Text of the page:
Pollen Quality and Performance in Strawberry Plants Exposed to High-temperature Stress

in Journal of the American Society for Horticultural Science
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  • 1 Graduate School of Agricultural and Life Sciences, University of Tokyo, Yayoi 1-1-1, Bunkyo-ku, Tokyo 113-8657, Japan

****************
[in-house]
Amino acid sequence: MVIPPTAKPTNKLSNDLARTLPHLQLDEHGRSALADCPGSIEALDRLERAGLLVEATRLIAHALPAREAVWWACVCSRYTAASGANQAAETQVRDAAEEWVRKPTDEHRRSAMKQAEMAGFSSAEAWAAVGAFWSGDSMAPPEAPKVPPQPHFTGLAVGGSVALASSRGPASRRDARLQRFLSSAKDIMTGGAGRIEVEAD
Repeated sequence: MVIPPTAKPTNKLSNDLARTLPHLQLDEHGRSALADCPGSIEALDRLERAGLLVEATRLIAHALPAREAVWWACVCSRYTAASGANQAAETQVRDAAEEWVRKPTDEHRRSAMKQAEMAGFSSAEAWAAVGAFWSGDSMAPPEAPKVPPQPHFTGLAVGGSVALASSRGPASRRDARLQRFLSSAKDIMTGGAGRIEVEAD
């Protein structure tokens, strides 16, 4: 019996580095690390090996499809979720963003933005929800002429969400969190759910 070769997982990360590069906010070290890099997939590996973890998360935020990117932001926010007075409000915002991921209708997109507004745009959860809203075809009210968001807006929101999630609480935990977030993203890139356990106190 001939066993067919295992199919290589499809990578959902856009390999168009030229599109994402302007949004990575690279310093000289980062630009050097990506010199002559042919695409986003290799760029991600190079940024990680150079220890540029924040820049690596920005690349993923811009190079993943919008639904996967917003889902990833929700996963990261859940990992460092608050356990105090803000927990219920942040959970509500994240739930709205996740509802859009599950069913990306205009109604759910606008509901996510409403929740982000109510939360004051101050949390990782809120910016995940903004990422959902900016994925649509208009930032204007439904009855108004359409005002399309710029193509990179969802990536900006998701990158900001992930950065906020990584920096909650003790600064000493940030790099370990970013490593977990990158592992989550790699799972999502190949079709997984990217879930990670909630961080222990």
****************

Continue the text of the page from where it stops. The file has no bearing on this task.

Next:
The effects of high-temperature stress on pollen viability and in vitro and in vivo germinability were studied in two facultative, short-day strawberries (Fragaria ×ananassa Duch.), `Nyoho' and `Toyonoka.' Plants were exposed to two day/night temperature regimes of either 23 °C/18 °C (control) or 30 °C/25 °C (high temperature) from when the first inflorescence became visible until anthesis. Pollen viability in `Nyoho' was only slightly affected at 30 °C/25 °C when compared with pollen from plants grown at 23 °C/18 °C. In `Toyonoka', however, pollen viability was significantly lower at 30 °C/25 °C than at 23 °C/18 °C. The in vitro germination percentages were significantly lower in pollen from plants grown at 30 °C/25 °C and germinated at 30 °C than from plants grown at 23 °C/18 °C and germinated at 23 °C in both cultivars. But the percentages were much lower in `Toyonoka' than in `Nyoho', particularly at the 30 °C germination temperature. Pollen from plants grown at 23 °C/18 °C also extended longer pollen tubes than pollen grown at 30 °C/25 °C in both cultivars, but `Nyoho' had longer pollen tubes than `Toyonoka' at 30 °C/25 °C. Fluorescence microscopy revealed that most of the `Nyoho' pollen germinated on the stamen, elongated through the style and reached the ovule regardless of temperature treatment. In `Toyonoka', pollen germination and elongation were greatly inhibited at 30 °C/25 °C, resulting in unfertilized ovules. These results suggest that certain strawberry cultivars produce heat-tolerant pollen, which in turn could result in higher fruit set.